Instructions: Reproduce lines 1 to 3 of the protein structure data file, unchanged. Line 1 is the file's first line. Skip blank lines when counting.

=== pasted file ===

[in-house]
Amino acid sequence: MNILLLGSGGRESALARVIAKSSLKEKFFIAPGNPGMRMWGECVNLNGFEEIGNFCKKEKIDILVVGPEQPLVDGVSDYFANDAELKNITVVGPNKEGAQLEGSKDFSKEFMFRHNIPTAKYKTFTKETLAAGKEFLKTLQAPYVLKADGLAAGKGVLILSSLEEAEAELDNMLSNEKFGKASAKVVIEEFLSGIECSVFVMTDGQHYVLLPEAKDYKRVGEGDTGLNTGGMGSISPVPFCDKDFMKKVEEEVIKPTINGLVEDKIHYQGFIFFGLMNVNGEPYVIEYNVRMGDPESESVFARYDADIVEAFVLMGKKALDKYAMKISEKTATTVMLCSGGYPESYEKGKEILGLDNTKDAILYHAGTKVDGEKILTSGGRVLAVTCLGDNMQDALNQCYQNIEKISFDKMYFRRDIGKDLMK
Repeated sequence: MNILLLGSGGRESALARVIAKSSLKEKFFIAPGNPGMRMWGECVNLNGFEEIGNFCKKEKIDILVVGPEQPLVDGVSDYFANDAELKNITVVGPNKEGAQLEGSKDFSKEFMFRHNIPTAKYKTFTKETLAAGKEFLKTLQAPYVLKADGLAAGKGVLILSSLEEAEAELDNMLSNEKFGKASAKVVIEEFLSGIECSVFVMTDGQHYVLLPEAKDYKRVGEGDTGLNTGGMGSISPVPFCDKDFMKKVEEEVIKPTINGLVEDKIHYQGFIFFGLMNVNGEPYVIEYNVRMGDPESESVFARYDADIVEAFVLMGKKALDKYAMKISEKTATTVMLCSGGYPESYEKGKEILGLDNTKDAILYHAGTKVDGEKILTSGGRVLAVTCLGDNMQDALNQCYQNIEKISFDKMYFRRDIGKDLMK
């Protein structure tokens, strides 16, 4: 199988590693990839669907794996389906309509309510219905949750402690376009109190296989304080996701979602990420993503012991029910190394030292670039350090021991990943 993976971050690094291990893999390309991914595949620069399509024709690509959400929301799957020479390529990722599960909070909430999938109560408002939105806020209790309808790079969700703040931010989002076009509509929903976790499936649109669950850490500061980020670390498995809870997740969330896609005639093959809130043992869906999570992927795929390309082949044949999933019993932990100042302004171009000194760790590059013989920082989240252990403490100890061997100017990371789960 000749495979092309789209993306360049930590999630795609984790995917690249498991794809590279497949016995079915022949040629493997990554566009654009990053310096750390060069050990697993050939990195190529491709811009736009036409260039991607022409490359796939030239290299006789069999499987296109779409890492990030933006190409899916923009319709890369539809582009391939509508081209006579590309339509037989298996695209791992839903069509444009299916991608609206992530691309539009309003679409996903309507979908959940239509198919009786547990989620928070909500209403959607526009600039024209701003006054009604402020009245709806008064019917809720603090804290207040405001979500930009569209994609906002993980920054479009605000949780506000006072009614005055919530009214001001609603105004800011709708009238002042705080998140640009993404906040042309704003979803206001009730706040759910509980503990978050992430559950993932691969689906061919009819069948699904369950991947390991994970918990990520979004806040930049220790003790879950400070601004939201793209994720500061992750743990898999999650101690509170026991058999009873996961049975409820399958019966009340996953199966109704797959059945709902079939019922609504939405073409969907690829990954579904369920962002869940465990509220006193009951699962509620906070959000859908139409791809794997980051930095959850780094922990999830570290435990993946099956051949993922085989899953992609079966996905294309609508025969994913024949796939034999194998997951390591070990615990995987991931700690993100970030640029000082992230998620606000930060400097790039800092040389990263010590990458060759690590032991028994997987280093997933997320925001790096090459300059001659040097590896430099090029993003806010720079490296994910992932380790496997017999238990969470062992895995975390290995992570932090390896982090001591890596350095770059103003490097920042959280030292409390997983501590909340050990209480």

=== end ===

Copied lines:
[in-house]
Amino acid sequence: MNILLLGSGGRESALARVIAKSSLKEKFFIAPGNPGMRMWGECVNLNGFEEIGNFCKKEKIDILVVGPEQPLVDGVSDYFANDAELKNITVVGPNKEGAQLEGSKDFSKEFMFRHNIPTAKYKTFTKETLAAGKEFLKTLQAPYVLKADGLAAGKGVLILSSLEEAEAELDNMLSNEKFGKASAKVVIEEFLSGIECSVFVMTDGQHYVLLPEAKDYKRVGEGDTGLNTGGMGSISPVPFCDKDFMKKVEEEVIKPTINGLVEDKIHYQGFIFFGLMNVNGEPYVIEYNVRMGDPESESVFARYDADIVEAFVLMGKKALDKYAMKISEKTATTVMLCSGGYPESYEKGKEILGLDNTKDAILYHAGTKVDGEKILTSGGRVLAVTCLGDNMQDALNQCYQNIEKISFDKMYFRRDIGKDLMK
Repeated sequence: MNILLLGSGGRESALARVIAKSSLKEKFFIAPGNPGMRMWGECVNLNGFEEIGNFCKKEKIDILVVGPEQPLVDGVSDYFANDAELKNITVVGPNKEGAQLEGSKDFSKEFMFRHNIPTAKYKTFTKETLAAGKEFLKTLQAPYVLKADGLAAGKGVLILSSLEEAEAELDNMLSNEKFGKASAKVVIEEFLSGIECSVFVMTDGQHYVLLPEAKDYKRVGEGDTGLNTGGMGSISPVPFCDKDFMKKVEEEVIKPTINGLVEDKIHYQGFIFFGLMNVNGEPYVIEYNVRMGDPESESVFARYDADIVEAFVLMGKKALDKYAMKISEKTATTVMLCSGGYPESYEKGKEILGLDNTKDAILYHAGTKVDGEKILTSGGRVLAVTCLGDNMQDALNQCYQNIEKISFDKMYFRRDIGKDLMK